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Another fine mess

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Ottessa Moshfegh
Knife Fight and Other Struggles
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Far from the Tree: Parents, Children, and the Search for Identity
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The Good Lord Bird
James McBride
Ancillary Justice
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Our Underachieving Colleges: A Candid Look at How Much Students Learn and Why They Should Be Learning More (New Edition)
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Devil's peak - Deon Meyer I'm steeping myself in South African detective fiction, and I won't bore you with some of the ideas percolating. Instead, a simple recommendation.

This is the second Meyer book I've read, a stand-alone that continues the saga of Thobela (Tiny) Mpayipheli, blending in two new protagonists (the sort-of-maybe recovering-alcoholic Benny and the troubled prostitute Christine), and it shifts from the espionage/thriller focus of _Heart of the Hunter_ to a fairly agile interweaving of vigilante saga, burned-out cop melodrama, sex-worker tragedy, and drug-dealing/corruption thrills. Meyer takes some time building up steam; the cliched nature of some of his plotting at first can seem off-putting, equalled by a tendency to lean on exposition, lots of characters doing lots of internal monologue which spells out a bit too bluntly Big Themes and motifs. But by about 50, 60 pages in, these qualifications fade out, and the novel has built your investment in these substantive characters, despite the familiarity of the storyline.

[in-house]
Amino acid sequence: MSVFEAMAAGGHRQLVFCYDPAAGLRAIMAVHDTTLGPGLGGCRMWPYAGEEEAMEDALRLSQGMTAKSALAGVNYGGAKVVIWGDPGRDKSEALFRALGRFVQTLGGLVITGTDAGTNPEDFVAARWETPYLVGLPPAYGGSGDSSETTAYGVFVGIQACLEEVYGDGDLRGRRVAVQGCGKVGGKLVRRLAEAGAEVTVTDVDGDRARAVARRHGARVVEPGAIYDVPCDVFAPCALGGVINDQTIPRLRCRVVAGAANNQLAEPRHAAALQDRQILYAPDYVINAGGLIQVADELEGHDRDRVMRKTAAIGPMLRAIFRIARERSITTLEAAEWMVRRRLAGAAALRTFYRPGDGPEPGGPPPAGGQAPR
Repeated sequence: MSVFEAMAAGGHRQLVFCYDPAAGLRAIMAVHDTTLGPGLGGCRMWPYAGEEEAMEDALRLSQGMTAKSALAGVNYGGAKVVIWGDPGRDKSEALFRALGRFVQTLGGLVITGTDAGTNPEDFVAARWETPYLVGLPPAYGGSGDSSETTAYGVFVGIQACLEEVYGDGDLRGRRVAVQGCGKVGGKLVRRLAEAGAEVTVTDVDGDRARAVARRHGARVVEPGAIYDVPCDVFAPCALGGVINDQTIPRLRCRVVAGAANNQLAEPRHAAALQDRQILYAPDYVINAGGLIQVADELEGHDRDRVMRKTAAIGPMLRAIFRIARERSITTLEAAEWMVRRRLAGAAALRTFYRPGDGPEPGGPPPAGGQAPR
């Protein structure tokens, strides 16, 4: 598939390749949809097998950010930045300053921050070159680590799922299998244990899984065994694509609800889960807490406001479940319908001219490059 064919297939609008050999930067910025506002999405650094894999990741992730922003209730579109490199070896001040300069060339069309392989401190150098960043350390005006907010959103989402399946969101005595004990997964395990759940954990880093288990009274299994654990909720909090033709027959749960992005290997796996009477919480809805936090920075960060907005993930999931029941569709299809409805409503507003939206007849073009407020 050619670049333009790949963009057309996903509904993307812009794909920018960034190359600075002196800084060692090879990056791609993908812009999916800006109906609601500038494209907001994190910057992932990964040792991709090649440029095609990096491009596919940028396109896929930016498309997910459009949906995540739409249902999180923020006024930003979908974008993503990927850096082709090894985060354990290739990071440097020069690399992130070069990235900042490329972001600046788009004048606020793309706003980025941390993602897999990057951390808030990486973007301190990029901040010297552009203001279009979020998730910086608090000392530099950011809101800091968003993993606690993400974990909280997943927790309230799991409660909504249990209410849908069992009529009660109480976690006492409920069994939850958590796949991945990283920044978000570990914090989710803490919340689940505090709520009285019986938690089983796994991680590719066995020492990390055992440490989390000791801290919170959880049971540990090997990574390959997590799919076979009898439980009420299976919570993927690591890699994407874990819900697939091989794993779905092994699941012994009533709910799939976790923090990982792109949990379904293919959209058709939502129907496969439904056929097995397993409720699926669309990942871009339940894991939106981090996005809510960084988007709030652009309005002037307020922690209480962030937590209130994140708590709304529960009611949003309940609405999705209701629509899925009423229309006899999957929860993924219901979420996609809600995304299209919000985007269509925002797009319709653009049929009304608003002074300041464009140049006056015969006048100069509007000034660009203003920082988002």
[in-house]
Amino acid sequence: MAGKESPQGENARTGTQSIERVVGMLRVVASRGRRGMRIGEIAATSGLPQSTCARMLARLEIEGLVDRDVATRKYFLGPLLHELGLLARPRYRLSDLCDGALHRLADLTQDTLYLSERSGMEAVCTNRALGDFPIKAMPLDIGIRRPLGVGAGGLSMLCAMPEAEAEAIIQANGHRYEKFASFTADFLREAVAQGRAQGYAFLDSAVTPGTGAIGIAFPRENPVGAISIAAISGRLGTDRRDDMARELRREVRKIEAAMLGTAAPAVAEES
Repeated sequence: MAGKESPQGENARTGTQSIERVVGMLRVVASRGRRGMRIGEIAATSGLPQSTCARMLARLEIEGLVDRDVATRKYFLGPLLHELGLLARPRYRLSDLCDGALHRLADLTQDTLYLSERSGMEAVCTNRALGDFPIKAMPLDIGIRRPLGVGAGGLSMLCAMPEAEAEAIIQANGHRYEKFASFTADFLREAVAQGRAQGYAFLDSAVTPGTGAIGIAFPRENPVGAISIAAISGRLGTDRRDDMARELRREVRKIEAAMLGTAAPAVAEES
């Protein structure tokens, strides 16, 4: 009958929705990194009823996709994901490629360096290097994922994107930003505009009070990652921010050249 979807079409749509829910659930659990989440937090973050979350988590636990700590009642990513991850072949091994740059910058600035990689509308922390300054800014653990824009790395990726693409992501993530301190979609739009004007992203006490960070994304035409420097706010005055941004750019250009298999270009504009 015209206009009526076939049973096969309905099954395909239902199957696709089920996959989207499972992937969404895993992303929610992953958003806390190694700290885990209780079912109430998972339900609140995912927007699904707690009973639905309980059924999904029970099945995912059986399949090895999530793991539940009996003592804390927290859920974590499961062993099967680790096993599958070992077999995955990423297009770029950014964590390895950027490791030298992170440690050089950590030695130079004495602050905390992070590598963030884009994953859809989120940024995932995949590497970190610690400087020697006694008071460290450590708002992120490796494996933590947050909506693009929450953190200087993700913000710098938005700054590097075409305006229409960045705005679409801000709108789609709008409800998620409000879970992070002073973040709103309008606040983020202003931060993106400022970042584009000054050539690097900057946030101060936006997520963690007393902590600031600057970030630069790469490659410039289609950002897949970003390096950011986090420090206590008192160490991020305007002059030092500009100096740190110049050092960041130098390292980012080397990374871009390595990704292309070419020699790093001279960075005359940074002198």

And then about 2/3 of the way through, Meyer's plotting takes off, and he is a master at structuring across three (and more) characters' perspectives, jumping around in time, cross-cutting in ways that amplify both his thematic concerns and the suspense. A decent crime story becomes pretty damn fine by the last 50 pages.

And the book's full of smart, subtle insights into South African culture, particularly Cape Town, circa 2004. Every now and then, you get a nudge and recall that the Struggle (against apartheid, as it's commonly capitalized in the book and in discourse in RSA) underlies these incarnations of genre standbys. Various big plot elements (child sexual abuse; lingering strains of racism; a plague of violent crime) reflect big problems in the country now, and everything resonates with the recent history of apartheid brutalities. Police corruption is a typical plot device in crime stories, but in South Africa the police, particularly the Afrikaaner factions, were the blunt instrument, the heavy boot, the vicious enforcers of oppression -- this is a South African story, and it's a great social novel, on top of its thrills. (I have also realized, after grabbing Meyer's first two novels, that he's building up a repertoire of characters, cops and others who show up in the background of one another's stories, his own Yoknawtawphan Cape Town...)